Let's talk about environmental review.

This is going to be a primer on the California Environmental Quality Act for non-experts and why it makes it so hard to build new housing. Though I am a lawyer, please don't treat this as legal advice - consult your own attorney if you have CEQA questions.

I'm also going to talk about an empty porn theater. The two are related. Trust me.

A lot of people have the wrong impression that if you want to build a new building somewhere, it's straightforward. Just submit the plans to City Hall, and if the plans match the building code and the zoning law, you can build the thing you want. People think this way, because that's what happens when you want to add another bedroom to your house, or expand the kitchen.

New housing doesn't work this way in places like California.

In California, when you send in your plans for a new apartment building, a city inspector checks the plans against the local zoning law and the building code. But that's only the first step. It's almost guaranteed that your plans will require environmental review under the California Environmental Quality Act (CEQA). CEQA requires environmental impacts to be studied and mitigated - even if it otherwise meets the legal requirements.

Sounds good, right? After all, who could be against environmental review?

The devil is in the details. Because there's no simplified CEQA process if you just want to replace one old, decrepit building with 3 stories of apartments. Instead, ordinary apartments are subject to the same micromanaged review as an oil refinery. It means it takes years and hundreds of thousands of dollars for lawyers, architects and engineers to analyze, in excruciating detail, what'll happen if you want to tear down an empty porn theater built in 1947.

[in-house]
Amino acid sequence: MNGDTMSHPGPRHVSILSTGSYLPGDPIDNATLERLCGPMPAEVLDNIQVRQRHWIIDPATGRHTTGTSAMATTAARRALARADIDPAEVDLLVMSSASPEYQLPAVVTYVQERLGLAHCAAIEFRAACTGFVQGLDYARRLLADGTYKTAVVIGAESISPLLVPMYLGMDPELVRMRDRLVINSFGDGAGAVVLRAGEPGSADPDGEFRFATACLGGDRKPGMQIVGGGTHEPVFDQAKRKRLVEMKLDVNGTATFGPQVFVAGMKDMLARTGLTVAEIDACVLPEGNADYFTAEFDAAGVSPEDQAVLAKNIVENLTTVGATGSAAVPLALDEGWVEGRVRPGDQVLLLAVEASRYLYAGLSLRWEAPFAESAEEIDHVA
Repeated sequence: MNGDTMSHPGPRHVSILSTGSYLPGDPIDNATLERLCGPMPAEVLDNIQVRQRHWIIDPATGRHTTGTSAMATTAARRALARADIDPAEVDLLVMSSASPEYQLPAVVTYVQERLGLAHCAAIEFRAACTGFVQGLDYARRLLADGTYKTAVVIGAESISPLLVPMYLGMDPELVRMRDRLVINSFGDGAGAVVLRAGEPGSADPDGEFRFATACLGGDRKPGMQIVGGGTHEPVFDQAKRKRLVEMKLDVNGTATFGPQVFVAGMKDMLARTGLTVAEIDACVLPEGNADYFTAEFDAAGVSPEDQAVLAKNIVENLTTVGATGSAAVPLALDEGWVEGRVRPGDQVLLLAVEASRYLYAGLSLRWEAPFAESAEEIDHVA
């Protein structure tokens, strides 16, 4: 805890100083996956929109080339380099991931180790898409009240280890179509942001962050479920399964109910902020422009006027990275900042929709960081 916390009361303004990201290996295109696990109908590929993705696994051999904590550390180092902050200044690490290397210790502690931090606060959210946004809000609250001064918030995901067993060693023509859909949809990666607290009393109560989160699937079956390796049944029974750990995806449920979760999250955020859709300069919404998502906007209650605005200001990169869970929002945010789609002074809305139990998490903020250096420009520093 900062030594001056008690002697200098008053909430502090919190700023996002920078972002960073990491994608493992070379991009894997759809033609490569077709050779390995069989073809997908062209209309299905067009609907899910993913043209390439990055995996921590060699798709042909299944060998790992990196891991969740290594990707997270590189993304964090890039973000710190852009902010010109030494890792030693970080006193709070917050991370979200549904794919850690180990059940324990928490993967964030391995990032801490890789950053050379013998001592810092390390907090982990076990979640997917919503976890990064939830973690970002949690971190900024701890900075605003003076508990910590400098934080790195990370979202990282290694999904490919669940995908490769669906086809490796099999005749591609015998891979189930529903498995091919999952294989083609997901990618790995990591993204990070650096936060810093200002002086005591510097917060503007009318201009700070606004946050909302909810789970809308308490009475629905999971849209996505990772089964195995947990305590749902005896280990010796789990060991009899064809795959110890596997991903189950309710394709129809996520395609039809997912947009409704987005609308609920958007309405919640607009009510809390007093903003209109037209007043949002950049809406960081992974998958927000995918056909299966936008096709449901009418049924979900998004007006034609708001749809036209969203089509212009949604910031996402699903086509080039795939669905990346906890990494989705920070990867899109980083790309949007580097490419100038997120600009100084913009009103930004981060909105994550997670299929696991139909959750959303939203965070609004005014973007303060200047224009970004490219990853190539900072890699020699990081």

Here's the porn theater I'm talking about, located in La Puente, CA, 20 miles southwest of Downtown LA. And here's the environmental impact report that was required to tear down the derelict porn theater and build three stories of apartments. It's a dense technical document, over a hundred pages long, that I'd ballpark at about a hundred fifty thousand dollars to prepare.

But the environmental impact report isn't the end of the story. City councils aren't actually required to approve the environmental report. In practice, city councils can "study" the environmental effects as long as they want, and can schedule loads of public hearings to rouse opposition. And even if a project gets a friendly reception, any geek off the street can sue and delay the project

. A lawsuit means years of potential delay, and huge litigation costs. Unsurprisingly, this long, intrusive process promotes all kinds of bad behavior.
These bad actors include:

  • Crooked city councilmen who want bribes. Jose Huizar, Downtown LA's city councilman, just got arrested for that.
  • Construction unions who want developers to pay union wages. This is a pretty common practice.
  • Busybody neighbors who benefit from a housing shortage.
  • Historical preservationists who suddenly discovered just how much historical import there is in a random porn theater that's sit empty since George W. Bush was President.
  • Opportunistic leftists who like to whine about how capitalism is bad and how we need "real affordable housing." (There are more of these in Berkeley and Marin up north than in SoCal, but you know who these guys are.)

See the common thread here?

No one actually gives a shit about the environmental impact of a three-story apartment building. It's all kabuki theater.

Now, this saga over the La Puente porn theater ended OK. In the end the City Council approved the permits, the theater got torn down, and construction on the new apartment building is ongoing. But the story of the porn theater in La Puente is the story of every community in California.

The public hearings, the risk of an arbitrary city council veto, the exhaustive environmental review - that's enough to deter most businessmen from doing something good for a community, like tearing down an empty porn theater and building new apartments. One three-story apartment building might not matter much. But when you replicate that process in every community in California, you have a real crisis. Because the big urban condo projects in downtown L.A. just aren't enough to meet the demand.

This arcane, stifling bureaucracy enables all the bad actors who want less new housing and more empty porn theaters. And when it gets replicated across the state, that's how we end up where we are now.

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